If “the weather outside is frightening” think of the birds and how low temperatures and wind, ice and snow make foraging for food hard. Think too about how cabin fever has you aching for a diversion. Then collect what you need, gather the family, and get busy making pinecone bird feeders.
At the top of the list of ingredients is pinecones. The best ones are fully open. You’ll need twine, string or monofilament for hanging the feeder. Attaching this at the beginning of the project is easier than after you’ve filled the spaces. Tie the string around the pinecone, allowing three feet or more for hanging. Some folks like to tie around the wider stem end of the pinecone; others prefer tying nearer the top, between the third and fourth rows. Do you like the look of upside down or right side up? Decide which way makes more sense to you.
If squirrels share your yard, using monofilament might keep the squirrels at bay. Personally, I doubt anything is foolproof, but watching the squirrels do their best to get to the bird feeder provides entertainment aplenty.
Peanut butter is the easiest filling for the spaces of the pinecone; however, less expensive alternatives are vegetable shortening, lard, or suet mixed with corn meal or oatmeal. One-half cup of shortening and one-half cup of corn meal or oatmeal well blended makes enough mix for one large pinecone.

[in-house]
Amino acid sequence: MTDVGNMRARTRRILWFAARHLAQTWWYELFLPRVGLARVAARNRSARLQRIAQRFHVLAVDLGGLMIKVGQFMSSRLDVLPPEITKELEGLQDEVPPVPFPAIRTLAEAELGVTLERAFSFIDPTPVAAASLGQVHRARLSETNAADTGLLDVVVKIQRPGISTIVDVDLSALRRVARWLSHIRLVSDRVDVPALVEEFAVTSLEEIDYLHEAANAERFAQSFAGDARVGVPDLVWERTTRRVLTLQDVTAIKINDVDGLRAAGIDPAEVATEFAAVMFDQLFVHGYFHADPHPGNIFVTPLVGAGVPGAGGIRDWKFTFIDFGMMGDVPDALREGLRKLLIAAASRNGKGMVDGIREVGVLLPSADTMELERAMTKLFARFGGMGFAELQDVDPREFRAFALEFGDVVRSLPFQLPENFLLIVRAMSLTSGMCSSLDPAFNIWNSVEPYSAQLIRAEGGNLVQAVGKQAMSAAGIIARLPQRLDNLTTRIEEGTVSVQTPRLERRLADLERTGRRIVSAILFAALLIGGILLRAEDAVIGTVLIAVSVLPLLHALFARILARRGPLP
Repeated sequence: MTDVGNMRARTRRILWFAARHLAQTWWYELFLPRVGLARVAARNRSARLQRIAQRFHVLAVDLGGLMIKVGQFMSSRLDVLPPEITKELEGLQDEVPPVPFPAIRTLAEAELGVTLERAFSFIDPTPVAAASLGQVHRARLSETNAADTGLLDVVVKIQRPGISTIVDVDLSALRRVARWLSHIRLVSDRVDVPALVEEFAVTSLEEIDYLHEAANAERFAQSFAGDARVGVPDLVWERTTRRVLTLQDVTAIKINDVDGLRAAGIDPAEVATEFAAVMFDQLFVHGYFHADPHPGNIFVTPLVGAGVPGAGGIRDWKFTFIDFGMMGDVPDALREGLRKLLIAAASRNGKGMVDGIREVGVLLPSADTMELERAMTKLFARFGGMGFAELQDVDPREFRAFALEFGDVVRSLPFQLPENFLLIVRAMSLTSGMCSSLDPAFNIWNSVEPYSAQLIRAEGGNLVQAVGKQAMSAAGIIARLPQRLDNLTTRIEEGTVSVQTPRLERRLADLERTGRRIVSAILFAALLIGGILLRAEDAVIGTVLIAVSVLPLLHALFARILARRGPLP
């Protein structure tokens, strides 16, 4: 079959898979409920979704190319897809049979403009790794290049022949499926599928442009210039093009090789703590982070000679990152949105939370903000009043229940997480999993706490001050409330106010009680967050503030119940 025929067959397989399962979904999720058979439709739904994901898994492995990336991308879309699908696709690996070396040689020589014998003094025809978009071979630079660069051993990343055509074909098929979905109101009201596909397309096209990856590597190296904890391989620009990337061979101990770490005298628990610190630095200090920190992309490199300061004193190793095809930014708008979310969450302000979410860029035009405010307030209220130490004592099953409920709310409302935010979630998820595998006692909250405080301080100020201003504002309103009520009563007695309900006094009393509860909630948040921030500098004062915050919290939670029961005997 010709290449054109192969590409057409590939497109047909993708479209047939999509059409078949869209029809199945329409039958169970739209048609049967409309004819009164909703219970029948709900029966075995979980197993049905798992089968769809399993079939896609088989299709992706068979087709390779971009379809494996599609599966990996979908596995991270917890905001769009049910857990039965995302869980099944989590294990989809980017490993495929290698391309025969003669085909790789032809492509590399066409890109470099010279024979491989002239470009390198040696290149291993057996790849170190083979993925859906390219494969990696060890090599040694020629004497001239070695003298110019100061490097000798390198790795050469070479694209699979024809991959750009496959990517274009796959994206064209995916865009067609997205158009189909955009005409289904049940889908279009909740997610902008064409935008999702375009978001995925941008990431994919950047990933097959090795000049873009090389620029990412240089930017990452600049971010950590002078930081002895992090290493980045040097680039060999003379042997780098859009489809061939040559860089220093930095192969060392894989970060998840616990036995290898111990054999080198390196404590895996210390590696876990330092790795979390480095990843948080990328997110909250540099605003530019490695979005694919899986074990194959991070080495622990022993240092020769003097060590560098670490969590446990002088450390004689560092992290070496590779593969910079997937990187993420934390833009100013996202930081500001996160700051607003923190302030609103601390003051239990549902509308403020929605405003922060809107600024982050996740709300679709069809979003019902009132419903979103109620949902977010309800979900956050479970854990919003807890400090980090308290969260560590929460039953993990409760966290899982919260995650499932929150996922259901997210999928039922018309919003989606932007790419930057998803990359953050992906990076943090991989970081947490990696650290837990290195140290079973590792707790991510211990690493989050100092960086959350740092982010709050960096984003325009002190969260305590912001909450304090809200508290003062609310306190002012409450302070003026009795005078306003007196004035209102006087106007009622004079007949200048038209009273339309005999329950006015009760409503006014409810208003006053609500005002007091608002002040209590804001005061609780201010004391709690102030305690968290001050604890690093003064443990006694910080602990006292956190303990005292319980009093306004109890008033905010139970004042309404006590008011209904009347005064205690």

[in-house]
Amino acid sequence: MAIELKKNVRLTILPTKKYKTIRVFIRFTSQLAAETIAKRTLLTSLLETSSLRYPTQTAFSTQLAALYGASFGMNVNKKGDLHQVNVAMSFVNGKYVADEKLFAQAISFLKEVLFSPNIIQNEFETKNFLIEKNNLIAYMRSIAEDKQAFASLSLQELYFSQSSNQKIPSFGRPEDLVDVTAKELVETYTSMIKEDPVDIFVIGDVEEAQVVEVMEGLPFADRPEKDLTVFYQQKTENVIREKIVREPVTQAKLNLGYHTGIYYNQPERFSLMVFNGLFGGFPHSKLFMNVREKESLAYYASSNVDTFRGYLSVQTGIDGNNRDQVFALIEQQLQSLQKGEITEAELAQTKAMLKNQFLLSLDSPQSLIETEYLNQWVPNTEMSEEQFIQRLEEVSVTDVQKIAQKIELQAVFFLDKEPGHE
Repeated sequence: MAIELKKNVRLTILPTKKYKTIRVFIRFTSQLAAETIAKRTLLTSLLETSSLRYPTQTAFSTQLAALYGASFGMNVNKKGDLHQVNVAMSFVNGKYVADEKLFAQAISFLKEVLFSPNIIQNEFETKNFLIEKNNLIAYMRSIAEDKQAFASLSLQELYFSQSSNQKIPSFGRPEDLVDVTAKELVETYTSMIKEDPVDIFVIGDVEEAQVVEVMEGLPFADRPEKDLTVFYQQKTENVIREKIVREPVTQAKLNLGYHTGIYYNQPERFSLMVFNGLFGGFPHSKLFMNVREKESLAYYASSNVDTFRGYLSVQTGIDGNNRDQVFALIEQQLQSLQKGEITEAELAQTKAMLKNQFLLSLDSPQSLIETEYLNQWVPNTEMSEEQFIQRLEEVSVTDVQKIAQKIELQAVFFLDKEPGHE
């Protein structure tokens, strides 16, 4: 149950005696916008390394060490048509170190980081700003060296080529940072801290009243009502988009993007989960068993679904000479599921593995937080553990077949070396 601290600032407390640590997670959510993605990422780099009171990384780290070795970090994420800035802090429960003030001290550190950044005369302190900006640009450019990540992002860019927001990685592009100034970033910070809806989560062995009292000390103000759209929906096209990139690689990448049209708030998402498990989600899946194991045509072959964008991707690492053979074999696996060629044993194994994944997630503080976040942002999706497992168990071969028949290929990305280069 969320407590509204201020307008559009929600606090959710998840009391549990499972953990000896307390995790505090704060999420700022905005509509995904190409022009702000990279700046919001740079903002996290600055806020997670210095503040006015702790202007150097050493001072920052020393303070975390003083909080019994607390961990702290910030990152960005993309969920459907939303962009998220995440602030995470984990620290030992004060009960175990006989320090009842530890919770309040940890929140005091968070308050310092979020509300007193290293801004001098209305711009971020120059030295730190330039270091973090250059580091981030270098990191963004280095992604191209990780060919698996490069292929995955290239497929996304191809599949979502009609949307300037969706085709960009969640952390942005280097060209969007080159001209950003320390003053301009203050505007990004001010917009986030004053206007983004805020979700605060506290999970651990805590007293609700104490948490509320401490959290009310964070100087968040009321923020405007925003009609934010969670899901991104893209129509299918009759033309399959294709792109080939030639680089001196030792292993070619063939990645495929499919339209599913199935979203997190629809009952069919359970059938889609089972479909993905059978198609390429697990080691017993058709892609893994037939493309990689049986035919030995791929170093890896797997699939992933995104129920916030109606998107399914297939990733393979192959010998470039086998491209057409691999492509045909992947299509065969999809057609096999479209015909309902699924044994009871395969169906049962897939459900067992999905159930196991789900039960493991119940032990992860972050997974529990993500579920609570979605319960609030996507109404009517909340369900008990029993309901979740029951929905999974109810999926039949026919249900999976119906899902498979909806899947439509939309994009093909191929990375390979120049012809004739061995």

Carefully spread the peanut butter between the layers of the pinecone, on the bottom and around the edges. Smooth peanut butter is easier to spread, but chunky peanut butter gives nut eating birds an added treat.
Next pour wild bird seeds into a pie pan or on a cookie sheet. Different birds prefer different seeds, but most seed eating birds flock to black oil sunflower seeds. If you plan to offer black oil sunflower seeds regularly, use hulled seeds. Yes, they are more expensive, but they do not create the mess of hulls piling up beneath the feeder.
Safflower seeds are small white powerhouses of fat and protein, and squirrels typically dislike their bitter taste. Among seed eaters are woodpeckers, titmice, nuthatches as well as goldfinches, finches, chickadees, and northern cardinals.
Roll the peanut butter filled pinecone in the seeds. Pat the seeds in place. You can also press small bits of dried fruit or chopped nuts into the peanut butter.
Hang the feeder from a tree and watch as birds flock to the newest diner in their neighborhood. The birds will be grateful for the high-energy treat, and you will be in for a treat too. You may be hard pressed to know one bird from another, but you can enjoy watching and appreciate the beauty of our feathered friends.
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